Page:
From the village names around this area we can surmise that the first settlements were strategic positions - so using the village suffix ing (NOTE :- not ings) for the strategic settlements or defensive positions we start at 1. Wilting - Wiltun(willow) ing(fort or stronghold) - which is near current day Crowhurst we believe the landing point of the Saxons, this is likely as it is on a promentery, and overlooks the Bulverhythe estuary . 2. Chinting - saenet(sea-net) ing(fort or stronghold) - is found in the Hastings side of Bexhill . 3. Couling - Ceal(small ship) ing(fort or stronghold) - which is now known as Couden . 3. Heading west we come to Wilding - Weald(Forest) ing(fort or stronghold) - near to current day Ninfield, on a possible Roman road leading west to Lewes, or to a Roman harbour on the current Ninfield to Boreham Street road. 4. The Roman fort of Anderida needs to be watched over as the british occupy this, so a settlement at Wartling - Waeta(marsh) el(people) ing(fort or stronghold) -is needed on the edge of the Pevensey Levels within sight of Wilding. 5. Going inland the old Weald Way( an ancient track through the forest of Andredweald along the ridge ) from Rye through modern day Cock Marling , Udimore , Broad Oak Brede , Cripps Corner (See Note 6), Mountfield , Netherfield , Brightling , Dallington , Punnets Town, Cade Street , Heathfield then Blackboys and through Framfield to Uckfield ( where it joins the Roman Road from Lewes to London ) has to be blocked on the western side so a settlement at Brightling - Beorht(Full View) el(people) ing(fort or stronghold) - provides an extremely high point that blocks the road an allows signalling to Wartling and Wilding . This was most likely located near todays Woods Corner . 6. Yet another small track goes from Battle to current day Robertsbridge where iron was transported to Bodiam so a strategic point located at Birching - Birce(birch) ing(fort or stronghold) - (South of Robertsbridge on the top of the hill) gives this protection, and it can be seen from Brightling . 7. Another Roman route goes from Beauport Park to Gravesend, so a point at Gusling - - near to current day Staplecross and Bodiam watches over the sea estuary nowadays the Rother valley, and its crossing at Bodiam . 8. The next defensive position is at Cock Marling - coccel(cockle) maere(sea) ing(fort or stronghold) - which protects the Tillingham and Brede estuaries. 9. Finally the last point to the east is at Guestling - Gist(yeast) el(people) ing(fort or stronghold) - which overlooks the Romney Marsh and can see Cock Marling . 10. Back towards Bulverhythe the area of Hasting - hast(storm or raging sea) ing(fort) - is settled (Not yet Hastings ), with a hill fort either on the East Hill or on the hill at Harley Chute .

From the above strategic points most of the area can be protected, this now appears to make the anglo Saxon suffix ing in a village or location name mean fort or fortified village.

"Hastings Saxon villages
The next place names we believe were settled around this area are those ending in ings which would be an expansion of the borders set by the villages ending in ing.
"Hastings Saxon villages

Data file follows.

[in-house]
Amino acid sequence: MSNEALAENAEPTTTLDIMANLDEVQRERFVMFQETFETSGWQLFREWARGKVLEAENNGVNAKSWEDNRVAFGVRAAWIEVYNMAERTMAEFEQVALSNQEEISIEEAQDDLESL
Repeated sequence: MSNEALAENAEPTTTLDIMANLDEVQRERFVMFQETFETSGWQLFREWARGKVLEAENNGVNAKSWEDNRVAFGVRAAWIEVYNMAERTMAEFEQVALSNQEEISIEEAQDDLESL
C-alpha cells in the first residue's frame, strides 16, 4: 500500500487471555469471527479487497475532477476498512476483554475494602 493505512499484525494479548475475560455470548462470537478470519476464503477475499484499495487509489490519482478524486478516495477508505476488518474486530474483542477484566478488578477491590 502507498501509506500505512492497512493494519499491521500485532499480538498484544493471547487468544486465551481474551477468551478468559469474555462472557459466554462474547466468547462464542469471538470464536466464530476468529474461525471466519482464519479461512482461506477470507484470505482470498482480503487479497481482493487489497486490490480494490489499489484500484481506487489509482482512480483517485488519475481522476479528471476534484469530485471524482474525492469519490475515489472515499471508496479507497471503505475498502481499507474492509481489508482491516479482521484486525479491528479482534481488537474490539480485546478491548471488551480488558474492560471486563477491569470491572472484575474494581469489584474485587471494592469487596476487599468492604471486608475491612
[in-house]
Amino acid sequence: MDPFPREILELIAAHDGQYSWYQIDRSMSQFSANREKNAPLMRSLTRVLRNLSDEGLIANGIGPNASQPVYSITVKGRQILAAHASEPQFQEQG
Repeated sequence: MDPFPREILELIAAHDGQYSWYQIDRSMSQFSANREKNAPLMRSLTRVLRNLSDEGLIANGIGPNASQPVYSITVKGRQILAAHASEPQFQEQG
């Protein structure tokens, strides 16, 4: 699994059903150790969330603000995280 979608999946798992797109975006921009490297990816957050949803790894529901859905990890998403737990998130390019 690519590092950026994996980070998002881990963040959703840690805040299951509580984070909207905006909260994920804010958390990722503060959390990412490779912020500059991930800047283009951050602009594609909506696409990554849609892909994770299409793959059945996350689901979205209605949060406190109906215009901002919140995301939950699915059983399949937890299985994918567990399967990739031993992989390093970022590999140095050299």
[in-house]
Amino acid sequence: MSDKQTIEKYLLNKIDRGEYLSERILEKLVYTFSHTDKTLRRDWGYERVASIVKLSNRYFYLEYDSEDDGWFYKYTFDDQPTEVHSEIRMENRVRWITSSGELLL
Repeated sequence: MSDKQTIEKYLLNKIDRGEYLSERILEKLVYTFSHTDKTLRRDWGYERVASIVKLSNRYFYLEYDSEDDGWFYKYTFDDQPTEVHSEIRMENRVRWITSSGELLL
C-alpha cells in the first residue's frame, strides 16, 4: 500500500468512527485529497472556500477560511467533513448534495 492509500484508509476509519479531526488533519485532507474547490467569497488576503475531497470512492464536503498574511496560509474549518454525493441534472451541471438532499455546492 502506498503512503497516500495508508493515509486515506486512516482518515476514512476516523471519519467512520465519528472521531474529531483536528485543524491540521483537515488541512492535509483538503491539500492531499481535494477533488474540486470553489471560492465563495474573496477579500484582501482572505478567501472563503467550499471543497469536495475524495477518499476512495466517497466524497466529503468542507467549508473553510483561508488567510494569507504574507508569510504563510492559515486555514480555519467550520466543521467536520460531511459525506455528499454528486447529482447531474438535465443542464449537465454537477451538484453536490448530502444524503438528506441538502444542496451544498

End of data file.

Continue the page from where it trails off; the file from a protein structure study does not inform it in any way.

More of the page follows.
The third set of village names we believe were settled around this area are those ending in ingham or ington, inghams' near the rivers and ingtons' inland or on higher ground, and are likely to be fortified villages.
"Hastings Saxon villages
The last set of village names we believe were settled around this area are those ending in ham, these because of their proximity and prevalence are believed to be farms/settlements near to the coast or rivers. These ham's are likely to have been settled after the area was under Saxon control as their numbers imply a safe area for settlement.

References Extracts From the Saxon Chronicles (written about 890AD)
for further details see the Vortigern Studies.

Further more detailed conjectures of the Saxon era can be found on the Nothgyth Quest author David Slaughter.

Please Note this article is conjecture and at present cannot be proved however the analysis of Sussex place names does provides an educated reference to Haesta and the settlement of Hastings by the Saxons.

Further more detailed conjectures of the Saxon era can be found on the Nothgyth Quest author David Slaughter.
Villages Mentioned
Framfield (380 years without a church tower)
Uckfield (Traction Engine destroys bridge)
Bodiam (The finest ruined castle in the Country)
Broad Oak (Smallpox at the Academy)
Cade Street (Jack Cade and the Kentish rebellion)
Mountfield (17th Century Coal !!)
Robertsbridge (The Home of Modern Cricket)
Wadhurst (Last bare fisted Prize-Fight in England)
Brightling (famous for Mad Jack Fuller)
Dallington (Custers Last Stand!)
Netherfield (Village at the top of the Hill)
Heathfield (19th Century Natural Gas)
Cripps Corner (Home Guard surprises the Army)
Staplecross (Mothers grudge hangs son)
Battle (William the Conqueror prevails)
Boreham Street (Picturesque village on top of the Ridge)
Crowhurst (Village devastated by the Normans)
Ninfield (Last of the Iron Stocks)
Pevensey (Ancient Roman Fortification)
Wartling (World War II defence centre)
Brede (Edward I inspects the Channel Fleet)
Guestling (Changing guards at Buckingham Palace)
Udimore (Angels move the Church)
Rye (On the Island)
Seaford (The cormorants or shags)
Blackboys (Charcoal and Soot)